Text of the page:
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Reel Review

Not Built to Suffer Fools Gladly : Daiwa's Z200/Z2020 Platform


Date: 5/28/12
Tackle type: Reel
Manufacturer: Daiwa
Reviewer: Cal


When you think of Daiwa and their lineup of low profile baitcasting reels, what adjectives to mind? Small? Light? Expensive? Progressive? Remember, this is the company that brought us the legendary TDZ, introduced swept back handles, twitching bars, and the T-Wing line guide. Of course, they also build very big and robust products like their Saltiga saltwater series reels and the heralded Ryoga/Pluton. But ever since the advent of tossing big baits for bass, there's been a void in Daiwa's reel lineup. Where's the low profile baitcaster for tossing big baits?


Introducing Daiwa's Z2020 / Z200 platform.

Those familiar with Daiwa's JDM lineup will argue for the Big Bait Special. I tried it - several times and over the course of a couple of years and was thoroughly unimpressed. Further, this reel was never officially released in the US market. If you knew how, and it's not very hard, you could purchase one from overseas, but you couldn't walk into your local tackle shop, pick one up and give it your own five second test.

The Z2020H & SH were available in Japan a full year and a half before Daiwa decided to bring them to the US Market.

So which reel in Daiwa's lineup have the faithful turned to for tossing big baits? It comes down to three - the Luna, Zillion Crazy Cranker, and Pluton. But each of these reels has their pluses and minuses. The Luna is perfectly capable, but if you're an Enthusiast, the Luna just doesn't cut it. The Crazy Cranker is my preference over the Big Bait Special, but still, line capacity isn't quite there. The Pluton is solid and deservedly ran away with our Ultimate Enthusiast Award honors back in 2009, but for whatever reason, round reels just aren't in vogue. The Ryoga 1016, a smaller version of the Pluton 200 and made for the Japanese Market, is very capable, but it's really built for inshore fishing and features like the bait clicker and clicking drag are extras not really needed in bass fishing.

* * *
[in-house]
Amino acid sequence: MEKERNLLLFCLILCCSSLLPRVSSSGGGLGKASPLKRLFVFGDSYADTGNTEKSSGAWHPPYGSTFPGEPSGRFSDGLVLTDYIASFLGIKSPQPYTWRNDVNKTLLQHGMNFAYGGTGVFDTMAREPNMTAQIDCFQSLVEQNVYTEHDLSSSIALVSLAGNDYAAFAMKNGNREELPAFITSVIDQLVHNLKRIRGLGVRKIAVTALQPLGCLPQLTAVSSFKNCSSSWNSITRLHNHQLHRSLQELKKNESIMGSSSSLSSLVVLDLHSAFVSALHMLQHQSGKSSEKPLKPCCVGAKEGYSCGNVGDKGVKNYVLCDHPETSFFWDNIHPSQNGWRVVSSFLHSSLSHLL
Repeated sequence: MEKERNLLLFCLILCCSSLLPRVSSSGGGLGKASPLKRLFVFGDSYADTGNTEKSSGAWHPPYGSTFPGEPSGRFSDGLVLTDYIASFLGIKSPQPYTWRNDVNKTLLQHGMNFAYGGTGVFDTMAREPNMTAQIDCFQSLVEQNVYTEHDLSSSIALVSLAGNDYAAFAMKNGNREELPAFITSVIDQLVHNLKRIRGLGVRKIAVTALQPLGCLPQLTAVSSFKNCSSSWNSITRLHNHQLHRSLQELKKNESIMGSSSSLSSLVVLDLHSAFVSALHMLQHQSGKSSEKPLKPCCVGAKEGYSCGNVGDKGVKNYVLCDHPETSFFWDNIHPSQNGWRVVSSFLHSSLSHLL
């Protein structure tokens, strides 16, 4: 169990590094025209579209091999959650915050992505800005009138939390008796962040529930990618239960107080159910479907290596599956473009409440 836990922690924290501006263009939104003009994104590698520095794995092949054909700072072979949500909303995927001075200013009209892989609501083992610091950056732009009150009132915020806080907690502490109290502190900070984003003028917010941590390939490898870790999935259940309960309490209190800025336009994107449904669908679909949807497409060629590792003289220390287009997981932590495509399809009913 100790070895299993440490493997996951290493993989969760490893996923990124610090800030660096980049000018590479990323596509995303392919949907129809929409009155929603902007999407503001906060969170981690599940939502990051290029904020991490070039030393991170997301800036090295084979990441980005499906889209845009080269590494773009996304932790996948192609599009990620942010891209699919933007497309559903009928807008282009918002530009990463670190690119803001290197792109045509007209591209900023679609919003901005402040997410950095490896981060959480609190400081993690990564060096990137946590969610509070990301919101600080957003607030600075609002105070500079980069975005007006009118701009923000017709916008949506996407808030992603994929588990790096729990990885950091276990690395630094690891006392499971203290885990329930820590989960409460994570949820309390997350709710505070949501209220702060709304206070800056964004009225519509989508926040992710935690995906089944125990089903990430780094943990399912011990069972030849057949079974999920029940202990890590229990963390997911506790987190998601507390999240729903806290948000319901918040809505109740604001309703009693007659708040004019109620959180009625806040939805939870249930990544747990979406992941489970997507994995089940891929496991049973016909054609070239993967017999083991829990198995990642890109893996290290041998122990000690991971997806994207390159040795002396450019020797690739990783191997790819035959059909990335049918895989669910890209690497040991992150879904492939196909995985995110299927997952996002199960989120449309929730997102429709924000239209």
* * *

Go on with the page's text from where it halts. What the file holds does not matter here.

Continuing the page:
But when they did, both the left and right hand versions (H model only) were available for purchase.

No what Daiwa really needed to do was to build a low profile version of the Pluton 200H/HL. Wouldn't that fill the bill? Is that the reel you've been waiting for from Daiwa? Well, be careful for what you wish. Introducing our take on Daiwa's vaunted Z200H/SH and Z2020H/SH.

Daiwa Z200HL / Z2020SH Specifications

Daiwa Z200HL
Daiwa Z2020SH
Rated Line Capacity
12lb/185 : 14lb/155
0.330mm (US 12lb) / 140yds
Tested Line Capacity
205 yds of line measured at 0.32mm diameter
205 yds of line measured at 0.32mm diameter
Retrieve Ratio
Inches Per Turn (IPT) tested
30.5 (full spool)
34 (full spool)
9.7oz / 277g
9.3oz / 265g
Number of Bearings
8 + 1
12 + 1
Bearing Size
3x10x4 : 5x11x4
3x10x4 : 5x11x4
Max Drag
Handle Length
Micro Click Adjustments
Drag, Cast Control
Drag, Cast Control
Spool Weight
Brake Type
Magforce 3D
Magforce 3D
External Brake Adjustment?
55,750 JPY (~$695)


Impressions: This reel was introduced in Japan as the Z2020H/SH a year and a half before it showed up at ICAST as a new for 2011 reel. Trouble is, at that time it was only available in right hand retrieve. It didn't matter. While my personal preference is for left hand retrieve reels, I can use both and just had to check this reel out - a low profile Pluton? The prospect seemed like a no brainer. I had the perfect testing ground for this reel and bought one just in time for our first trip to the Amazon.



We tested the Z2020SH down in the Amazon.


But just as I was getting ready to write up the Z2020SH, word out of Japan was they were going to introduce a left hand version and there was a real possibility this reel was coming to the US market. So I waited to make sure I had a chance to check this reel out in a left hand retrieve.


This was the first of Daiwa's reels to feature Magforce 3D.

Prior to the reel's release in any market, conjecture was that this was going to be Daiwa's Curado 300 killer. Realistically, while the Z200/Z2020 is close in size to the Curado 300, the Z's line capacity would put it in the 200 size class - just like the Pluton. Further, at more than twice the price of a Curado 300, these two reels are simply not in the same league. Those interested in the Curado 300 will scoff at the Z200/Z2020's price point, and those in the market for a Z200/Z2020 are seeking something more refined than the Curado 300.

All adjustments for this reel's casting brakes takes place externally, but this is what it looks like under the sideplate.

The Z200/Z2020 is a large reel by Daiwa's standards. It is also heavy for a Daiwa low profile reel, but considering it's modeled after the Pluton, this all makes sense. The Z2020 is also the first of Daiwa's reels to feature the 3D Mag Force brake adjustment system as explained in Zander's review of the T3. This system makes total sense for a reel designed to throw a wide range of baits. So does the Z200/Z2020 make the grade? Let's find out.

As soon as the USDM lefty was available, we snatched one up.

Field Tests: We've been using variations of this reel for well over a year now and have put it through a pretty wide range of applications. Among the rods on which these reels have seen action include a Daiwa Zillion TDZL691MHXB, Phenix Recon PHX-C796, and a Megabass Orochi X4 F5-68X4 Cover Hacking.

Cal's brother, Kin, with a Wolf Fish from the Amazon.

Next Section: Casting the Z200









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